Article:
This long-winded introduction sets up the following eye-opening (for me) insight that came from a visitor last summer. A friend of the wife was visiting from out of town, and they dropped by while I was working the Narragansett Beer Neighbor Days in Luongo Square on the west side. I was too busy to talk, but after the gig he told me:
“Never before have I seen so many beards, tattoos, dogs and cigarettes all in one place at the same time.”
Like it or lump it, Providence, this is our brand.
Lifestyle companies are not lifestyle brands that support a particular lifestyle. Lifestyle companies are companies – small, usually family-owned – that serve as the basis for the lifestyles of the owner/workers.
The term comes from the venture capital space and serves to differentiate these companies from “investable” companies. The difference is one of scale and growth. Lifestyle companies favor control and stability; thus, they do not seek explosive growth or the venture capital to drive it.
I actually heard it said by a muckety muck inside the EDC that “if Rhode Island became the capital of lifestyle companies, there’s a lot worse fates in life.”
You know what…? That sounds like a plan.
Honoring the Trades
As the living embodiment of east coast liberal elitism, it frequently shocks Righty when I start talking about sweating copper piping, pulling cable and wiring receptacles, etc. It usually turns out I’ve done a lot more physical labor and skilled trades work than Righty has. (Not for nothin’, but they call the GOP “the country club set”.)
Here’s my beef – pissing on the trades and tradespeople is a bipartisan effort. There’s this general idea in the US that a “good job” is like the one I describe above – inside, wearing nice clothes and sitting in front of a computer. Except that a licensed plumber with 4 solo technicians should pull in about $1,000,000 annually, pay each employee less than $100,000 and divide the rests with Uncle Sam.* [*See my comment below.] Not too shabby.
Unless something radical has occurred in the last couple of years, Rhode Island imports welders. Not nuclear engineers; welders. Welding is both dangerous and lucrative. Welding is why we not only have but absolutely need unions*. Welding underwater is really dangerous and really lucrative.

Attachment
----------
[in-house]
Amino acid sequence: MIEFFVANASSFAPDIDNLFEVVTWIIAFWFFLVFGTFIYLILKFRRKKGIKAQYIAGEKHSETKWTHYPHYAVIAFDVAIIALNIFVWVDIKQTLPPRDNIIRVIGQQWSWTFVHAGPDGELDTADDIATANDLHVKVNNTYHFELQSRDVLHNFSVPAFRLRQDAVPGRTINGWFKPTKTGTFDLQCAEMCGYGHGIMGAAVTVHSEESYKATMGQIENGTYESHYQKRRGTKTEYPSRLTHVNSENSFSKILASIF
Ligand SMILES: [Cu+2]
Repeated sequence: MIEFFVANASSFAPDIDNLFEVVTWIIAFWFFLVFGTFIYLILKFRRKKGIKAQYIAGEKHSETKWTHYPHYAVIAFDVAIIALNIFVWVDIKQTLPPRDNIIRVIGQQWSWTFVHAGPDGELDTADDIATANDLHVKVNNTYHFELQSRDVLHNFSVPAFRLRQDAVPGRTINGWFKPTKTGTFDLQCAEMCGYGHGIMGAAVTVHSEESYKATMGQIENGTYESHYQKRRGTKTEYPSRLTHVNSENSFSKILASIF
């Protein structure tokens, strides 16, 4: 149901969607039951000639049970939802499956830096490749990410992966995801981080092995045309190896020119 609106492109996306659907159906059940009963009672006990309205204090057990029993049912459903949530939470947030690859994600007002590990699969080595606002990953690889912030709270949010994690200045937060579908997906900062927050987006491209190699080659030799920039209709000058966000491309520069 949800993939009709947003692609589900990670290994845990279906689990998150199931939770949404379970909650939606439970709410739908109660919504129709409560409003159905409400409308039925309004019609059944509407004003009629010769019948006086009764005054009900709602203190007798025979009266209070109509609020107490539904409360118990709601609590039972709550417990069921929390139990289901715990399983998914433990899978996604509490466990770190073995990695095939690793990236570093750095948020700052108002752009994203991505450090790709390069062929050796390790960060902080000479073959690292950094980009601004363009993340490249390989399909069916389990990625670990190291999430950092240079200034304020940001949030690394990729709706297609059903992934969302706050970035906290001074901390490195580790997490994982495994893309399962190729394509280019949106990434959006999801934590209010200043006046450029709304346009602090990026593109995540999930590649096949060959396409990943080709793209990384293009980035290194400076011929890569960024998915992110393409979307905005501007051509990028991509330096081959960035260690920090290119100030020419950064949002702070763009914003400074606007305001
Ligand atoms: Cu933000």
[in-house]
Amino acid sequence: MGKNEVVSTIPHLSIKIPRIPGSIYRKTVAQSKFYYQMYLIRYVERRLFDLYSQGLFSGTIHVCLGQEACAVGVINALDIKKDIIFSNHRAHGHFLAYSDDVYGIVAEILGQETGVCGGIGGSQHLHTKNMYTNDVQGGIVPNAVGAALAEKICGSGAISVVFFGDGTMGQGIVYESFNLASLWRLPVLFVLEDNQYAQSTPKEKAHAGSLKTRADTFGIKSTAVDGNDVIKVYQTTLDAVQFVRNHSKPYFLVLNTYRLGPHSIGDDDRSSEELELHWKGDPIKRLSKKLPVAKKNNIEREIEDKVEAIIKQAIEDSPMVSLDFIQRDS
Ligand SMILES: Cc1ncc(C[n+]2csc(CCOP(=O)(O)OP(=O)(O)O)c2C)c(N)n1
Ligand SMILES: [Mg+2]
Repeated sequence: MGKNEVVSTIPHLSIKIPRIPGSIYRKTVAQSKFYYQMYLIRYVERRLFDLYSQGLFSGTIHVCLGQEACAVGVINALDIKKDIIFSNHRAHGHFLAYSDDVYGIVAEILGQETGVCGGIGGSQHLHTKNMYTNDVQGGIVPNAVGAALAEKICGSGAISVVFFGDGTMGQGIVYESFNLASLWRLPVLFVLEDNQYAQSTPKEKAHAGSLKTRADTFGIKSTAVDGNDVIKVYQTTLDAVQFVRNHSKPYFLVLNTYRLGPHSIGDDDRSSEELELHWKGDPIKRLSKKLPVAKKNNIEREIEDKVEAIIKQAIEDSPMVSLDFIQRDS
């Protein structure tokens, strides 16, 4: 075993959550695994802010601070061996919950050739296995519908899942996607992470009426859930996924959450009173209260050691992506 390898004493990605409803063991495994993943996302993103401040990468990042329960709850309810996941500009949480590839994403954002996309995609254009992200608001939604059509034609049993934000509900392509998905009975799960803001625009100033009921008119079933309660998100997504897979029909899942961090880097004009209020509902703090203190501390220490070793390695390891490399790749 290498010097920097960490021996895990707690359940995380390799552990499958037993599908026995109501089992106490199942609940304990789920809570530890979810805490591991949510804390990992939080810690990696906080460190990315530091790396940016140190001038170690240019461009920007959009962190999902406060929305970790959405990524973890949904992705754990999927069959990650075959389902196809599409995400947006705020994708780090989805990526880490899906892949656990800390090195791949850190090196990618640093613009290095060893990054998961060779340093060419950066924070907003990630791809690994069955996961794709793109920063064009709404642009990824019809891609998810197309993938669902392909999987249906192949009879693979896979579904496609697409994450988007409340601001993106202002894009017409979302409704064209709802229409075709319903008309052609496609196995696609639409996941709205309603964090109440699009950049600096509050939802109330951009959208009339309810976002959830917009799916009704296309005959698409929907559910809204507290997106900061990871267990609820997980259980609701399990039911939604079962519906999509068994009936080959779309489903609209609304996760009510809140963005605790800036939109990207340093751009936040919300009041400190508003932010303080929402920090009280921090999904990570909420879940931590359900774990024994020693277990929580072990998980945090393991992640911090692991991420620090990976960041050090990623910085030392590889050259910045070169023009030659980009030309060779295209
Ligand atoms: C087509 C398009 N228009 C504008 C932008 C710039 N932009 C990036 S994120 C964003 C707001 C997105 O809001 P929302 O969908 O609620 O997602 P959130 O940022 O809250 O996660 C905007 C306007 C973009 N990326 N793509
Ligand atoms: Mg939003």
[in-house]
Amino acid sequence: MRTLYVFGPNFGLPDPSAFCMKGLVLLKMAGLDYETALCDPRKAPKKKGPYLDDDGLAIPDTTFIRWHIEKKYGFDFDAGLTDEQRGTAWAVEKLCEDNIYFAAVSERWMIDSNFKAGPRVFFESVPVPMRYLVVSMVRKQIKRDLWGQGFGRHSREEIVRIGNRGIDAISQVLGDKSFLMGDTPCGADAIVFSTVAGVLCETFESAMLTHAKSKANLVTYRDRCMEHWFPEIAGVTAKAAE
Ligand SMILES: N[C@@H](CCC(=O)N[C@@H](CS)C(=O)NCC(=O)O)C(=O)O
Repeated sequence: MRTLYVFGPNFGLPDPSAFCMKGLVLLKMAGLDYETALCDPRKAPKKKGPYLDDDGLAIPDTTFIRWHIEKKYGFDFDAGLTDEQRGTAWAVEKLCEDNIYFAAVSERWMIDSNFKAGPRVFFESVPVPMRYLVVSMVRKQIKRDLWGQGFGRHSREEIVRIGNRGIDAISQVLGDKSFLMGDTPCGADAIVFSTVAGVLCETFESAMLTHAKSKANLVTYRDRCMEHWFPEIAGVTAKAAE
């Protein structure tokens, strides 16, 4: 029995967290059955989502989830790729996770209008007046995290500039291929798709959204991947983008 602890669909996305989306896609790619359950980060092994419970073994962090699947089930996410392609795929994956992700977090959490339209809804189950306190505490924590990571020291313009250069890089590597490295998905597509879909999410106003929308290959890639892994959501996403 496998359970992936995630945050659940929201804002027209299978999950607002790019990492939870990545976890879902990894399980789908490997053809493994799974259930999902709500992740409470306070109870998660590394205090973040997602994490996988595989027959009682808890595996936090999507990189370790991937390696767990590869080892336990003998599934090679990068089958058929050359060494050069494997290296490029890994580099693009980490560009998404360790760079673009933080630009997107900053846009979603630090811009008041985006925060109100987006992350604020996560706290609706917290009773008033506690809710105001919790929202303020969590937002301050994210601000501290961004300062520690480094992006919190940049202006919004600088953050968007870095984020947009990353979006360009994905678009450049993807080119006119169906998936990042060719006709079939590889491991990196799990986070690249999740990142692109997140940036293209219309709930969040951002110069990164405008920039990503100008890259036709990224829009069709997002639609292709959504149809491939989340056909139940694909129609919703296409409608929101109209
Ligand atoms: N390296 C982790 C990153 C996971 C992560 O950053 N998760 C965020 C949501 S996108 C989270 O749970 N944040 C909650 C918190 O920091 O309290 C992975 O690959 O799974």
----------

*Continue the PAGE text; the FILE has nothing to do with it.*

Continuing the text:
My point is that the continuous derogatory references to non-office work degrade its perceived value but increase its actual cost. Is a small plumbing shop really a million-dollar-a-year business or are prices for plumbers higher than necessary because we lack plumbers but have lots of old toilets?
The Downside of Small
I close with this stunning revelation: Rhode Island is small. Because our state is so spectacularly small, we are far more dependent on our neighbors than they are on us. Granted, the Providence metro is essential to southeastern Mass and western Connecticut. But people in Norwalk, Springfield and Boston really don’t care.
Our economy is inextricably linked to those of our neighbors, yet our leaders like to pretend that it’s not. (And kudos here to the Speaker for having both CT and MA represented at his event.) Many times, interesting conversation end abruptly when I say, “No, just over the line in Mass.”
Until we accept the regional nature of our economy and the imbalance in dependency on our neighbors, we cannot possibly craft optimal policy for shared prosperity.